Climatic tests on rail vehicles have a long tradition in Austria. The establishment of a climatic wind tunnel for rail vehicles in Vienna in the early 1960s laid the foundations for Rail Tec Arsenal, which has since become a centre of excellence in this field.
A rail vehicle testing station for climatic tests has been in operation on the premises of the former Arsenal since 1961. It originated from a joint project involving the Office for Research and Experiments (ORE, Utrecht), the International Railway Union (UIC, Paris) and the Austrian Federal Ministry for Trade and Reconstruction. The Austrian Government contributed the necessary construction site, which offered the unique opportunity to combine the new vehicle testing station with the existing Test and Research Institute for Heating and Refrigeration Technology and Fluid Mechanics based at the Vienna Arsenal. Numerous European railway authorities and the Federal Government were willing to finance the facility on a joint basis.
Construction work on the new vehicle testing station, consisting of one static and one dynamic chamber, began on 18 September 1958. The new facility was put in operation with all due ceremony on 22 June 1961.
In its original configuration, each of the two chambers was designed to produce temperatures from - 40° to + 50°C, the dynamic chamber additionally generating wind speeds of up to 120 km/h at - 15°C. After several upgrades and an extensive redesign in the years 1973/74, the temperature range extended from - 50°C to + 50°C, and the air speed simulating the travelling speed of the vehicle was increased to 250 km/h.
By the end of 2002, the vehicle testing station at the Vienna Arsenal had been in operation for more than four decades, specialising in the climatic testing of rail vehicles. The facility allowed the weather conditions required for the testing of rail vehicles to be created and if necessary, reproduced in a test chamber at any time. Time and cost-intensive track tests were thus no longer necessary.
The tests were aimed at examining the thermal economy of passenger, special freight and refrigerated rail cars. Work in the vehicle testing station was primarily focused on determining heat consumption, heat losses, heat transfer coefficients and thermal comfort in rail passenger cars. The static chamber was mainly used for functional tests of all relevant rail car system components and for soak tests.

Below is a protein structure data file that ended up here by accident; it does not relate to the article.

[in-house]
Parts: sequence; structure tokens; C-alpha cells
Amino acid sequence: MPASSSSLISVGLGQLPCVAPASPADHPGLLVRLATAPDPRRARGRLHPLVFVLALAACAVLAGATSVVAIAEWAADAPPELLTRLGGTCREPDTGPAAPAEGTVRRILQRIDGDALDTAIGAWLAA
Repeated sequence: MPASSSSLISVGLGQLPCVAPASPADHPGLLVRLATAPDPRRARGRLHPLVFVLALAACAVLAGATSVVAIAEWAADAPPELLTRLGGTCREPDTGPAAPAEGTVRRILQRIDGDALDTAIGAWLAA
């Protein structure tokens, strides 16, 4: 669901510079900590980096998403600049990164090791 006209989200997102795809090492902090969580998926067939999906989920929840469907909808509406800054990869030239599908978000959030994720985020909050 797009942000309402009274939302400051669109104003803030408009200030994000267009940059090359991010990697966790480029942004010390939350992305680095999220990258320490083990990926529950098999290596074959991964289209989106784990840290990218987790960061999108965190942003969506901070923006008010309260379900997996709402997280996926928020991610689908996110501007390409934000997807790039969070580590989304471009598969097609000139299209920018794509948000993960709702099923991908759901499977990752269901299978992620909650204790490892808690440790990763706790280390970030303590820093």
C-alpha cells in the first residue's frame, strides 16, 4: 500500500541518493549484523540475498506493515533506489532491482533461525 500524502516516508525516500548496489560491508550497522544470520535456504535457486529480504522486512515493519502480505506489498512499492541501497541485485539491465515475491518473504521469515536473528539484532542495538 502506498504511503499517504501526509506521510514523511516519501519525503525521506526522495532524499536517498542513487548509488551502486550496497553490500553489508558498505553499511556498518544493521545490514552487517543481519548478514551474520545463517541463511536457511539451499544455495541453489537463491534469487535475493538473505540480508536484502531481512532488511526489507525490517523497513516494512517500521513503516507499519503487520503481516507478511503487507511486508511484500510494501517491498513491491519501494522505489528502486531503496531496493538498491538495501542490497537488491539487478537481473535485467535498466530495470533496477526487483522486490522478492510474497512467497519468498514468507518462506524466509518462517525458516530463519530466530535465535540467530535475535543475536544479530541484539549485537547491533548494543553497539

Vienna can look back on a long and internationally recognised tradition as a centre of expertise in climatic and comfort testing of rail vehicles. Many international long-distance and commuter trains passed their final exams in the Arsenal vehicle testing station before being placed on the track, among them the prestigious ICE and TGV high-speed trains.
On 31 December 2002 the vehicle testing station on the Arsenal premises was closed down after more than 41 years of operation. At that time the newly erected climatic wind tunnel in Vienna/Floridsdorf had already been completed on schedule to continue the research and testing activities without interruption. It was clear from the beginning of the project that even the most cutting-edge facility would not be sufficient on its own and that the immediate start of testing activities in the new climatic wind tunnel would be inconceivable without experienced staff.
On 1 January 2003 the entire staff of the former vehicle testing station on the Arsenal premises started work at the new climatic wind tunnel in Vienna/Floridsdorf. It was this seamless transfer of executive staff, scientists, project managers and engineers that provided the new climatic wind tunnel with the personnel best suited for the operation of the facility, which is the largest of its kind in the world. In this way it was possible to retain four decades of expertise in thermal passenger comfort, along with the long-standing experience and routine in the performance of climatic tests and the profound know-how required for the operation of such a complex test facility.
Through the erection of the new Vienna Climatic Wind Tunnel and the transfer of Arsenal staff to the new facility, Vienna will retain its position as an international centre of excellence for the certification of rail vehicles and for the performance of functional tests under extreme climatic conditions. A long tradition is set to continue.